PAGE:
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Bad Presentation Bingo: 24 things to avoid when talking to public

Bad presentations abound, but it’s particularly egregious when presenting to public audiences. Text-heavy slides? Score! Confusing graphics? Score! Too many slides? Score! Have fun at your next presentation with Bad Presentation Bingo, a game developed by Monica Metzler, president of the Illinois Science Council. Check out the game…

If you don’t know Bingo, it’s a game of chance, with a random 5×5 matrix of squares. With real bingo, a caller calls out the squares, and when you have a line of 5 in a row, you win. With bad presentation bingo, your presenter slowly bores you to death, and once they do 5 things poorly, you win. Bad presentation bingo is a close relative of another fun conference game known as “Buzzword bingo.”

Metzler created ‘Bad Presentation Bingo’ a few years ago. She says her inspiration came from sitting through a number of, as she puts it, ”challenging scientific presentations.”  The purpose of the Bingo is ”to encourage scientists to be considerate of their audiences … by paying attention to their presentation’s style and format as much as to its content.” Here’s the full game, or you can download a PDF here:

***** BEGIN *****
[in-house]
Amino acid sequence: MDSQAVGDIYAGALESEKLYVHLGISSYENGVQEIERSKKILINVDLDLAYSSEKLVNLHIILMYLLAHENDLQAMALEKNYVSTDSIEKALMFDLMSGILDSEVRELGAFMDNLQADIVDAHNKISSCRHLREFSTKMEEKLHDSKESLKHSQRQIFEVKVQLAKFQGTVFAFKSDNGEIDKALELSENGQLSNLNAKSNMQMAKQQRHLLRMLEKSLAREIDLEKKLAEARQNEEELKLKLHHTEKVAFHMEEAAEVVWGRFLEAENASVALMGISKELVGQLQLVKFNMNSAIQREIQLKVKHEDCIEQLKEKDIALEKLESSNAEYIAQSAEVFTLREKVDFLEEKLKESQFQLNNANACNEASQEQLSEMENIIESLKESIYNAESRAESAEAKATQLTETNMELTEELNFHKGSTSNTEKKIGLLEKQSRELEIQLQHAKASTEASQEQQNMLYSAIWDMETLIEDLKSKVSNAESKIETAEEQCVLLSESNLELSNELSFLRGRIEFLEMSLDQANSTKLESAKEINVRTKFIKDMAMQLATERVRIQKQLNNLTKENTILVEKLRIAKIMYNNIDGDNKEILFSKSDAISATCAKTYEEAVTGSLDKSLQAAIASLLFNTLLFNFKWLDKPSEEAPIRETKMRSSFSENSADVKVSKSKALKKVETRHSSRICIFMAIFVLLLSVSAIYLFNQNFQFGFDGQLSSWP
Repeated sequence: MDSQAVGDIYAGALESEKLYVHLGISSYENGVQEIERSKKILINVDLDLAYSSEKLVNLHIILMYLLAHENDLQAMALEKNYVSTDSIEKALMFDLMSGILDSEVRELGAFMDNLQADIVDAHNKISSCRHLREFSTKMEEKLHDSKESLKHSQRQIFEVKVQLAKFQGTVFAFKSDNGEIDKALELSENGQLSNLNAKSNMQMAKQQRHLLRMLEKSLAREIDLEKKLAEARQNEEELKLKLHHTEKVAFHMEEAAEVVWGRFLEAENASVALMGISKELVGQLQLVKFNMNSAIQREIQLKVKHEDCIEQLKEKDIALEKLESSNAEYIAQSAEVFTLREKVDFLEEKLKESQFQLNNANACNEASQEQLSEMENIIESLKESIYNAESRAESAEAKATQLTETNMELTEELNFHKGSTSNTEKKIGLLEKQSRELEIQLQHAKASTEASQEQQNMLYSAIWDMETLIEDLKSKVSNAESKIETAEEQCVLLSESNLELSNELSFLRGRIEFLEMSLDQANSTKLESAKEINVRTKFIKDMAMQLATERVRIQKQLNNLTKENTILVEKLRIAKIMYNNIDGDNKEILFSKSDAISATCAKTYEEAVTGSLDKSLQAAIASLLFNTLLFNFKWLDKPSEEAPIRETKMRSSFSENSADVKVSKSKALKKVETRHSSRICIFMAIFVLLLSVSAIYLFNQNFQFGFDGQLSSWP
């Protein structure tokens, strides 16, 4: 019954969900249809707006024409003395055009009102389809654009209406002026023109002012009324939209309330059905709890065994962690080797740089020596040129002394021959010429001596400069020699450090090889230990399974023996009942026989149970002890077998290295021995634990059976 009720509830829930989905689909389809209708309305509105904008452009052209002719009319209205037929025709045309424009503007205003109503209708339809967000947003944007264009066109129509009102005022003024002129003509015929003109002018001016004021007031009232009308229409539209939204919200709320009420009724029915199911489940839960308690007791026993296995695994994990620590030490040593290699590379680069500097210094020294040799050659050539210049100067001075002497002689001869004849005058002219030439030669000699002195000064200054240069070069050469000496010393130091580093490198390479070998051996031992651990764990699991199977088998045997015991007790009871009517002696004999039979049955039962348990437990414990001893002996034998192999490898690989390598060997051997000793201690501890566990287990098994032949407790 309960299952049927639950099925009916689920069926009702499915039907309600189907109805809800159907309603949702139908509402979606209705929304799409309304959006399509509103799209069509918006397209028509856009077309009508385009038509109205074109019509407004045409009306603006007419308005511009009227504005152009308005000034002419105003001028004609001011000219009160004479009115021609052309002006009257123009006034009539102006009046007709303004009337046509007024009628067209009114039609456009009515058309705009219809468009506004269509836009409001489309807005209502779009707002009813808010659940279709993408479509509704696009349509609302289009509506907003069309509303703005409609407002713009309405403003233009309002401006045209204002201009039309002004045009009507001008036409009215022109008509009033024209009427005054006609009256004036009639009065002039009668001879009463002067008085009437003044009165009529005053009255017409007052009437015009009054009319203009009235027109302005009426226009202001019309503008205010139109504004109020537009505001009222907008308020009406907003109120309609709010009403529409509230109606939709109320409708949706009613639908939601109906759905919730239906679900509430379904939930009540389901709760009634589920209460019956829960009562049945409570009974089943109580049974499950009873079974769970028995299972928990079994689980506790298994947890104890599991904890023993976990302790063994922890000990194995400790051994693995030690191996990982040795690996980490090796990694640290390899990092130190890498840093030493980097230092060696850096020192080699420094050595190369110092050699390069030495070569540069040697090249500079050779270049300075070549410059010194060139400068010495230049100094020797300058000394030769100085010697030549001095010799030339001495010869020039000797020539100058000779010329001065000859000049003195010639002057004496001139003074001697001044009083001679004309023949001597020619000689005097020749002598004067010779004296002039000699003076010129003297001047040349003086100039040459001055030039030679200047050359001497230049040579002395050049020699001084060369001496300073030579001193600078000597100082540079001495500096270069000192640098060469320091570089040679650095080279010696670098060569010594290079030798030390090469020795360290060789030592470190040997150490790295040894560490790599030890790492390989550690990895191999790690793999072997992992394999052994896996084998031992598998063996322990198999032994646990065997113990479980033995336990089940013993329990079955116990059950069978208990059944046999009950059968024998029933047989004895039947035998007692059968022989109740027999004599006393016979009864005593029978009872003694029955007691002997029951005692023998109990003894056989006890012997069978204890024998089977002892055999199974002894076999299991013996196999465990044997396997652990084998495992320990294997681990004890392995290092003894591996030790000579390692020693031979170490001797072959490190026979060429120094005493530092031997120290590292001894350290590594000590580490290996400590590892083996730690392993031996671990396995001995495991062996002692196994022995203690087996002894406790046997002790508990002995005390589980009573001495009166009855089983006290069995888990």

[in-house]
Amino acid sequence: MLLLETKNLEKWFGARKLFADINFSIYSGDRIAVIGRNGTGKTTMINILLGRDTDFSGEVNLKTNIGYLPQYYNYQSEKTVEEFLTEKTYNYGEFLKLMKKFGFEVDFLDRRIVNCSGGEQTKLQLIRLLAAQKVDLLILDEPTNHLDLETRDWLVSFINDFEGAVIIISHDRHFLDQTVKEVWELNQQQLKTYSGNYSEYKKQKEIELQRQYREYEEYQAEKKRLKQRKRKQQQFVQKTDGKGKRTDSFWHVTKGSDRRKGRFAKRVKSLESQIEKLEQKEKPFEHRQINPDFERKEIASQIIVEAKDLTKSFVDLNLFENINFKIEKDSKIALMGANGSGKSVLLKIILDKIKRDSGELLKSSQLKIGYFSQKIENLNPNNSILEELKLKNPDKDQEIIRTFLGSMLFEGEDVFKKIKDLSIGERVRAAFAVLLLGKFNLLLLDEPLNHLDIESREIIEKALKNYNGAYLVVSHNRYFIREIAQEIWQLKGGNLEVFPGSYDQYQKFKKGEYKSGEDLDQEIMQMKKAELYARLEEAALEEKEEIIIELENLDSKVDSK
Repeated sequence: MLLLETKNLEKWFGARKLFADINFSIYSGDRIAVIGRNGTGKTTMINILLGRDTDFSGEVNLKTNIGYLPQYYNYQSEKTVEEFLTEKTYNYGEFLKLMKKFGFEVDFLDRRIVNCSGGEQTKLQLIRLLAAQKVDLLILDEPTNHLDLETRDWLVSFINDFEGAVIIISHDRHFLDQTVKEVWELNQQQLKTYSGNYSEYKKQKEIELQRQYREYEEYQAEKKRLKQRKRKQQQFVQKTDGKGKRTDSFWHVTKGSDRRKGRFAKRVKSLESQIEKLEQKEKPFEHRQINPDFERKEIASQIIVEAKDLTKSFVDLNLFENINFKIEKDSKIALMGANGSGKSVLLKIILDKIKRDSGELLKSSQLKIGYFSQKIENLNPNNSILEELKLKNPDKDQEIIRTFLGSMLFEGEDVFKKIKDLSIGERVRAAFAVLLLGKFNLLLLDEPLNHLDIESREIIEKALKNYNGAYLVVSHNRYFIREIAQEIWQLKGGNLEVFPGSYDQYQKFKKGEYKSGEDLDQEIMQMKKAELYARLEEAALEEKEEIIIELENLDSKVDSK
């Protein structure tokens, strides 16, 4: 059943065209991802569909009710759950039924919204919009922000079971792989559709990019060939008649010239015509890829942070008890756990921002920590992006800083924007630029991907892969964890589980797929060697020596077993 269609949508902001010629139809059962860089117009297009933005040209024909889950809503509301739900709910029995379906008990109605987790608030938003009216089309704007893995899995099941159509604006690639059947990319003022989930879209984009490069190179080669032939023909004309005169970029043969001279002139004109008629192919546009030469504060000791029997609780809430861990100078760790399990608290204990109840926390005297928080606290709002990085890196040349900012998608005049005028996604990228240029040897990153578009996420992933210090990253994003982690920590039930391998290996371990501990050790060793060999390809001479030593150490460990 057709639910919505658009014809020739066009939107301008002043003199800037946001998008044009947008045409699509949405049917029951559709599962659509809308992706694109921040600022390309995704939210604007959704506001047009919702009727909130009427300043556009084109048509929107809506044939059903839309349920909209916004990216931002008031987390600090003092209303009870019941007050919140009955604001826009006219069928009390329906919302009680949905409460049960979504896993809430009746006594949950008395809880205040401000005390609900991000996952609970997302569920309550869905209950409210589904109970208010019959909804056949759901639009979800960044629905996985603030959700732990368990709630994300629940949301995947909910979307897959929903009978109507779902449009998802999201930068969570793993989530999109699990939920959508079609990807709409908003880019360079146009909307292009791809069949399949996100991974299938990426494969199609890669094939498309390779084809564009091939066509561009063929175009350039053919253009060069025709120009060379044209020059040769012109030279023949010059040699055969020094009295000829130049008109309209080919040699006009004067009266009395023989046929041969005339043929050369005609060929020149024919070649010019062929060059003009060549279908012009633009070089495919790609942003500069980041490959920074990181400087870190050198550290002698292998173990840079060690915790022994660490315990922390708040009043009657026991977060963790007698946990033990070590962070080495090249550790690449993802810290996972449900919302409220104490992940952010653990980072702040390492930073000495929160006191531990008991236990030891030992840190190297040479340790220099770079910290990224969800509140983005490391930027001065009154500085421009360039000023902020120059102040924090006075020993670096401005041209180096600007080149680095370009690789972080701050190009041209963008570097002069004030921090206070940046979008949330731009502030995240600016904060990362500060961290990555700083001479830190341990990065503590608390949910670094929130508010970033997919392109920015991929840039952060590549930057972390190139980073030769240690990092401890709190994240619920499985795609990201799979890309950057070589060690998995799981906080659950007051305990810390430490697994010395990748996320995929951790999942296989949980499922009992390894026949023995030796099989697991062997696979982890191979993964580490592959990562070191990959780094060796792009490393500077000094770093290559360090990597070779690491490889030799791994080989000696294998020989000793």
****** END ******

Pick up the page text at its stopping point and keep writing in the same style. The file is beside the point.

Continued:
Here’s some reminders, from page 2 of the PDF.

Humans remember things best when conveyed in the form of a compelling story. No one remembers a deluge of facts – that’s more like a shopping list. Science discoveries, and the scientific process, are good mystery stories. Make sure your talk has characters and a plot and that it follows a vivid and memorable storyline... Scholarly papers and grant proposals require specific terminology – talking to the public does not… PowerPoint would seem to be mandatory for presentations, but it’s not. It’s just a tool, like a pipette or a buzz saw, and when used improperly it causes confusion and pain… Be enthusiastic, not a wallflower. Be engaging, not monotonous. And don’t overstay your welcome thereby avoiding questions. Consider your presentation the start of a conversation.

Metzler says anybody is welcome to use the Bingo, as long as they credit it to her or the Illinois Science Council. Ms. Metzler is working on a presentation based on this, and plans to lead workshops on presentation methods in the future.

Again, here’s the PDF file.

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